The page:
My rating: 5 of 5 stars
Holy shit. I read this book to help me sleep and
I stayed up the whole night reading it.
The concept for me is extremely interesting; send your troubled teens to be Unwound to make use of their parts. You’ll be problem child-less and your kid helped several people by supplying missing limbs, organs, blood! Plus, Unwinding does not kill them. It’s so inherently practical and in this reality, it’s commonly viewed as not killing (since the souls/essence are still present!!), it’s chilling.
The book handles the shifts in POVs well–they’re more than just scenario shifts; the characters are round and developed throughout the story. The only nitpick I have about this is that it was at a steady pace (tonality and description-wise), was rushed somewhere at 75% (it wasn’t just a lot of things happening at once, it was that the author wrote it in a way that was remarkably different from the rest), then slowed down to the steady pace again.
Also interesting to note is that aside from the parents (even most of the sub-characters are round, lemme cry), the adults whose POV were briefly touched in the story all had a strong sense of duty / leading by example. I think it shows that to survive to adulthood (without getting Unwound from the ages of 13-18), you’d have to have that strong sense of duty, right and wrong, assuming your parents aren’t brainwashed by the Unwinding craze.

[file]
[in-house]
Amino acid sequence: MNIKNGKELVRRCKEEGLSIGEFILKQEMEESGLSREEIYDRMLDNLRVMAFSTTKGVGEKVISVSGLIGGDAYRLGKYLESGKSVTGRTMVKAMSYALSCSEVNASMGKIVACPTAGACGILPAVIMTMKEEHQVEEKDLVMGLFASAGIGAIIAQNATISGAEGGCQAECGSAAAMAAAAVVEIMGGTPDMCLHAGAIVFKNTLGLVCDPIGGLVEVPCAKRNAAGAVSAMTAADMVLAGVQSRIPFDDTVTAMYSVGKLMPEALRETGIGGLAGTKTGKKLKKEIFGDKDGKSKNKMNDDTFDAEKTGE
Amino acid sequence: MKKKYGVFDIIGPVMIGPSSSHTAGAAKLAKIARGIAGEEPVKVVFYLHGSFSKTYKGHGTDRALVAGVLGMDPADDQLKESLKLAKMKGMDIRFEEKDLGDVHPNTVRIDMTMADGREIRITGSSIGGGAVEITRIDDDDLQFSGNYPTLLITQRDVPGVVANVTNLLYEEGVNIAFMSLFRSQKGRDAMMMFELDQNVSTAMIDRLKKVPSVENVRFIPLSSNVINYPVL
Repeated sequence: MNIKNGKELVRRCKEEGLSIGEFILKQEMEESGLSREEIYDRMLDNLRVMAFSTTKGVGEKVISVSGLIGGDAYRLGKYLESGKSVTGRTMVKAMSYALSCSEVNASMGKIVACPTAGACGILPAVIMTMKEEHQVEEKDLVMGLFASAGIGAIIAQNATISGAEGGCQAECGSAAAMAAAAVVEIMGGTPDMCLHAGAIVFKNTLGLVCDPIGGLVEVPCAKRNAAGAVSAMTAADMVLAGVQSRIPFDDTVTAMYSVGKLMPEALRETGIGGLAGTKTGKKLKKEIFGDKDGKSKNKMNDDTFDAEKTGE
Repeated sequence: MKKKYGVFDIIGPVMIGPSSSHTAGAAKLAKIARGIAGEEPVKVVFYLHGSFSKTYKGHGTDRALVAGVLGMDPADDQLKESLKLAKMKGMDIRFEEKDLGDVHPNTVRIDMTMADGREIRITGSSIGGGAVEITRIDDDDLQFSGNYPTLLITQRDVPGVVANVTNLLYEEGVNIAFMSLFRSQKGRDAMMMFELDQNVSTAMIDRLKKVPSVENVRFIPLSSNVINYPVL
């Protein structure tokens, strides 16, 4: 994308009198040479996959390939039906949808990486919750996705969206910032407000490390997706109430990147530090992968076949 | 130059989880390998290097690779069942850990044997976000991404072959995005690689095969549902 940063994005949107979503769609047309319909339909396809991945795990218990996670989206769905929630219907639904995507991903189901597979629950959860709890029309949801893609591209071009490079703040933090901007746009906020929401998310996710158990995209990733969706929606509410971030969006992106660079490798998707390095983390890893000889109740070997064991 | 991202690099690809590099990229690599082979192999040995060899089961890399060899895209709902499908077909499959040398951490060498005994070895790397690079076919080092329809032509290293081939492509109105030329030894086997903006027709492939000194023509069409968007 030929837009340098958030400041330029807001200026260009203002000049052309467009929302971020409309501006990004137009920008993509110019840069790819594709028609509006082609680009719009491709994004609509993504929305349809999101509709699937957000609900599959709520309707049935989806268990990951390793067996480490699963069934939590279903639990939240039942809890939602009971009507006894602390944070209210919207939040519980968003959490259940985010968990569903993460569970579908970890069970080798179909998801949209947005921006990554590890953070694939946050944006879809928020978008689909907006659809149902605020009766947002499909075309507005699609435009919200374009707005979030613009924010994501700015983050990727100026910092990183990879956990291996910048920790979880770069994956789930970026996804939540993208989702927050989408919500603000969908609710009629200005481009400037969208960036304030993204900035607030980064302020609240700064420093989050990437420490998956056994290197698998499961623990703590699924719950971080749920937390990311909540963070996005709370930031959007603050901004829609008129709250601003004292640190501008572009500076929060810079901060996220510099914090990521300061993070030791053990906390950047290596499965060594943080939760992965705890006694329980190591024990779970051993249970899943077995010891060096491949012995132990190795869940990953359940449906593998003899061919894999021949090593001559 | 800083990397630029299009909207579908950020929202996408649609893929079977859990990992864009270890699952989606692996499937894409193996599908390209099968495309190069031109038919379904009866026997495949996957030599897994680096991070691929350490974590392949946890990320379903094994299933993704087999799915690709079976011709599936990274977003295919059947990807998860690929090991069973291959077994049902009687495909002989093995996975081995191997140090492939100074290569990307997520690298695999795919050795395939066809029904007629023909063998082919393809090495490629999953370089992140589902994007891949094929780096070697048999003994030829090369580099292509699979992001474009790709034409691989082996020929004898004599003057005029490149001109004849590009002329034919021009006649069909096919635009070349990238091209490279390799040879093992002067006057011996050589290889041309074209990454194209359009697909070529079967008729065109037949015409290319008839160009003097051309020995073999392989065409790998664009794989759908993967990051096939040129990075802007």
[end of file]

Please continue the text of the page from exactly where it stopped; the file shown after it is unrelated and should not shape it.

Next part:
I am both excited and hesitant to read the 2nd book in the series. Unwind ended beautifully for me; open ended, at the cusp of change, with all of the characters growing and changing and no one getting away scott-free, innocent or not. It reflects on how life changes us all, in ways that are both obvious and not. I’m hesitating because I now have expectations for this series, and the 2nd book might not be as good as the first (although I have seen positive reviews for the succeeding books) and this series was meant to be one book, if the length of release between books is any indication. I’ll put off reading it for now. *_*
(Also, the Admiral. I CALLED IT)